Today was the day for the big SKI trip! The day dawned with clear skies and sunshine, so we were full of anticipation for our helicopter flight later on. After breakfast, we made our scheduled status call to the helicopter company, only to have our anticipation converted to frustration. They were now saying that we were on standby and that we would only be able to go if the other four passengers were within the weight limits for the six-seat Squirrel helicopter; otherwise, these people would be taken on the four-seat Hughes 500 and we would miss out. We were told to report to the office in Fox Village at 10:15, for weigh-in and to find out if the flight was going to go with us or without us!! We were not Happy Little Vegemites and it took some self-control to set aside the sense that we were being sidelined because we were not full fare paying pax.
Anyway, we turned up as appointed and it transpired that two of the other pax were just under the 120kg limit and the company was able to distribute us around the cabin to achieve a safe weight and balance solution. We were now much happier and then we forgave them all their imagined sins when we found out that Angela had been assigned seat 1 - in the centre, front row; and Ray had seat 6 - left hand window, back row! The two best seats in the house!
Now happy as two little piggies in mud, we were driven out to the heliport, climbed aboard and were off. We crossed to the lower reaches of the Franz Josef Glacier with great views to the ocean and the approaching mountains, then flew up the FJG to a snow landing in the névé at about 8000’ or so. We wandered around for about ten minutes while our pilot, Michael, pointed out all the main peaks and answered plenty of questions.
All too soon, we took off and flew alongside the Tasman Glacier - which we will visit next week - with views to Lake Tasman; passed close by Mt Cook and Mt Tasman, the two highest peaks in New Zealand; flew down the length of the Fox Glacier, with excellent views of the icefalls, crevasses and other formations; and finally turned for the Heliport where we landed perfectly on a trolly, little wider than the skids of the helicopter. After all the uncertainty leading up to the flight, it ended up being one of the stellar events of our trip so far.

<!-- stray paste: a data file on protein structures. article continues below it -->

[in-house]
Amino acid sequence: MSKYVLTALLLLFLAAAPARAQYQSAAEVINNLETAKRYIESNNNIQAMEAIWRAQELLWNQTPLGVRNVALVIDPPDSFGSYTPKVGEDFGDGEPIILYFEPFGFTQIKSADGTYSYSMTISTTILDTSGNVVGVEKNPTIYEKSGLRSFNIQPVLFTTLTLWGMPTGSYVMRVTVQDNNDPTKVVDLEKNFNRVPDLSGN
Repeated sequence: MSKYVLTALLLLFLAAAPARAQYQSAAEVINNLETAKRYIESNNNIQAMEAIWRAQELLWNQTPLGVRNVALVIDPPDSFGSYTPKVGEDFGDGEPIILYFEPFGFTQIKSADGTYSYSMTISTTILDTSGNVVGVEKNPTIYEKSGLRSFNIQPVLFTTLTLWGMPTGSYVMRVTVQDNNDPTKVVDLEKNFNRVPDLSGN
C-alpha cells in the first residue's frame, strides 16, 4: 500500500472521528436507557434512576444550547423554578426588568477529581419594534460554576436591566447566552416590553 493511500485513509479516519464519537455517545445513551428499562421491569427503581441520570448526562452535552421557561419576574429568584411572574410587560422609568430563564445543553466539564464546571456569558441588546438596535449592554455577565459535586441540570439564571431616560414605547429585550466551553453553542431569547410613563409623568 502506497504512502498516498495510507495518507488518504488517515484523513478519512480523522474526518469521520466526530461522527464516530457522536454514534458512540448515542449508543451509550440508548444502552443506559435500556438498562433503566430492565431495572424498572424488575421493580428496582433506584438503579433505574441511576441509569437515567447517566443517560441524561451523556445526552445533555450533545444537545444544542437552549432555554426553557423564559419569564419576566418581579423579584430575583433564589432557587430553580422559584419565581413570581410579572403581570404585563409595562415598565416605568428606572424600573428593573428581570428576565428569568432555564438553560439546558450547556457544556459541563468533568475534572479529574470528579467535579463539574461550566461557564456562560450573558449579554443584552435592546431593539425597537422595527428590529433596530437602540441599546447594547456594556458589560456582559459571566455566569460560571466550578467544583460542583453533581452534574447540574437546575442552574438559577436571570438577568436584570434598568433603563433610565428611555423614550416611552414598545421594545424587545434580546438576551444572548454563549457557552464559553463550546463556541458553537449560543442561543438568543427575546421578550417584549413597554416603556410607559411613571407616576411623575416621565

We returned to our forest lodge, well-satisfied with the morning, and decided that we could not spend the rest of that beautiful day indoors. So we packed up our gear and headed off to Franz Josef Glacier again, this time to hike the valley up to the glacier observation point. The walk is initially through what is termed succession forest, where vegetation has reclaimed ground abandoned by the glacier, but that soon petered out to a more barren moraine environment. We now found ourselves hiking over rocks and debris that just decades before had been locked inside the glacier.
It was fascinating to see the clear lines on the valley walls where major shrubs and trees had yet to make an impact below the recent level of the glacier, while various lichen and other small plants were already colonising those areas. The FJG also had many more waterfalls than the Fox, which added to the dramatic atmosphere of the valley. Also adding to the atmosphere was rain! This was not forecast but, having learnt the hard way not to trust New Zealand’s weather, we were prepared and soldiered on in our waterproofs!
The view of the glacier from the end of the walk was excellent and, because the rain had sent everyone else packing, we had it to ourselves. The helicopters were especially busy and we watched as several of them flew up the South wall of the valley, landed on the glacier, then returned above the North wall. As we walked back to the car park, the rain eased and it soon became obvious that there was a micro-climate effect in play higher up the valley, which had caused the rain.
Being our last night in FJG, feeling deserving of a treat, and being too lazy to cook, we headed out to the Alice May restaurant, the number 1 place to dine in FJG, according to TripAdvisor. Not that that attracted us - it was the $20 specials and Happy Hour prices that did it! It is also a very good-looking restaurant and the meals were excellent, as was the craft beer - what more could you want?
Tomorrow, we head off to Queenstown. The local weather is forecast to be wet and miserable, so it looks like a good time to leave. We have had a terrific time in Glacier Country and are now looking forward to and equally good experience in Southland.